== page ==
Why did they go after you?
It’s linked what what happened when I was abducted. At the time, the government had taken away my bodyguards and, once I was abducted, the government was afraid that it could get back to them. What they wanted people to believe was that it was my fault. But I couldn’t respond — I was abducted. The hatred, horrible comments hurt me a lot. I really don’t feel like going back to Colombia because our society is just sick — to be able to transform a victim into a criminal like they did to me is just sick.
During the rescue, a major tells you that Colombians had been behind you all along, yet today I read articles about how Colombians aren’t going to buy your book. Where did this relationship fall apart?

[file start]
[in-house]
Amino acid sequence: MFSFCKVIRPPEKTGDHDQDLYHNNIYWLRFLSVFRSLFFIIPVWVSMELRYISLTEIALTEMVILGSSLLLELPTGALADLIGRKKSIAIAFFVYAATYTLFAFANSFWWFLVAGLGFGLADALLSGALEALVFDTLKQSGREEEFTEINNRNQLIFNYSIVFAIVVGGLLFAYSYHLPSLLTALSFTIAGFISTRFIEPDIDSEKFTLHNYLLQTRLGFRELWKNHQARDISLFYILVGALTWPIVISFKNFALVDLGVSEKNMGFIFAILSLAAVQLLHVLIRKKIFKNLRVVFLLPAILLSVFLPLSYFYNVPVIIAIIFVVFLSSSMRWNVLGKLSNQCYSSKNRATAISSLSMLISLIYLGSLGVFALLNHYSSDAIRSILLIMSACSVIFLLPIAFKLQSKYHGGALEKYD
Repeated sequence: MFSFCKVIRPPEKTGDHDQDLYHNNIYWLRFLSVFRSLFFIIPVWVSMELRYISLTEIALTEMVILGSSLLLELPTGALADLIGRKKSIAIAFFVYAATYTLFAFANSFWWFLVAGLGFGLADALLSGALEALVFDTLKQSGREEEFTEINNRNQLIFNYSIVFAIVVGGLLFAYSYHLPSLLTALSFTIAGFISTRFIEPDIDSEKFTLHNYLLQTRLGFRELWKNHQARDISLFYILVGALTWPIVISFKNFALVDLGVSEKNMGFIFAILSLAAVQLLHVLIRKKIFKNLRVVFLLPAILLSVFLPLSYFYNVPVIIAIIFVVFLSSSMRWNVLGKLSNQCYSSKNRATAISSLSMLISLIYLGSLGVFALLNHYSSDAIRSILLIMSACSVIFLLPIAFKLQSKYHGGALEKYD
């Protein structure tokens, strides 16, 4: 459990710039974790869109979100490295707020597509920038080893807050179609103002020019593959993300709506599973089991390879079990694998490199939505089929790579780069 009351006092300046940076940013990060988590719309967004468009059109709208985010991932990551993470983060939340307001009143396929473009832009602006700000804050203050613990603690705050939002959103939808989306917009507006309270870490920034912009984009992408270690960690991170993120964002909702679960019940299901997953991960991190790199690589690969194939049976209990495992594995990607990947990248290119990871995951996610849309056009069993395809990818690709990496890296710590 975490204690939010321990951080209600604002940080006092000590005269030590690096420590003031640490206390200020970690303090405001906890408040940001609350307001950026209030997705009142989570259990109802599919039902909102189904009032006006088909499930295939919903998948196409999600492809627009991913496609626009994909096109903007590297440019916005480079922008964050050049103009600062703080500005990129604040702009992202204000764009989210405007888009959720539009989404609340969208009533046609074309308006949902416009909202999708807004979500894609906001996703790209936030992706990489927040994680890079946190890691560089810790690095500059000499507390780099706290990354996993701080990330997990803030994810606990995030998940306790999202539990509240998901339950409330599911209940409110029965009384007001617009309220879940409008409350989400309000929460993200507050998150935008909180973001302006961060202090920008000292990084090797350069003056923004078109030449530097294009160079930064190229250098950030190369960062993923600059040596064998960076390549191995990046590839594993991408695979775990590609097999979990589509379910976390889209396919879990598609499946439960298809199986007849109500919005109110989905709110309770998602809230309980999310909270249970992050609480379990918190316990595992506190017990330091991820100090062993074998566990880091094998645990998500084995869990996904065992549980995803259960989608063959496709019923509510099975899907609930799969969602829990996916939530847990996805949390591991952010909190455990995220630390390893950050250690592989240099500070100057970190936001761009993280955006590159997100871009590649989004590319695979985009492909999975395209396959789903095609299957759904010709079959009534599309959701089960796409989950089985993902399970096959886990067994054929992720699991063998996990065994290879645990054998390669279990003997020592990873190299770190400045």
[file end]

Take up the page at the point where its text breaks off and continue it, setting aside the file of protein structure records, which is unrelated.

This is how it works in Colombia. When my book is launched, they say it’s going to be boycotted, that Colombians aren’t going to buy Ingrid’s book. But it has been the first bestseller in Colombia since day one. People have been queuing in the bookstores to buy the books and people are reading the book. There are politicians in Colombia who are afraid I could come back. They couldn’t kill me physically, so they want to kill me morally.
Fighting was common among the captives. Was that surprising?
The fights were occasional, and what I really remember of those days is that I couldn’t have made it without my companions. They were my support and my family and I love them. We had times, well, we should be dead. We had sick people without treatment, without medicine, without anything. We were reacting to save our companions with what we had….Lots of the confrontations were manipulations by the FARC telling us horrible things about our companions all the time to arouse rivalry. What I know was when it was a problem of life and death we were what we needed to be. For me, the biggest victory is the love we all have for each other.
How has life been since?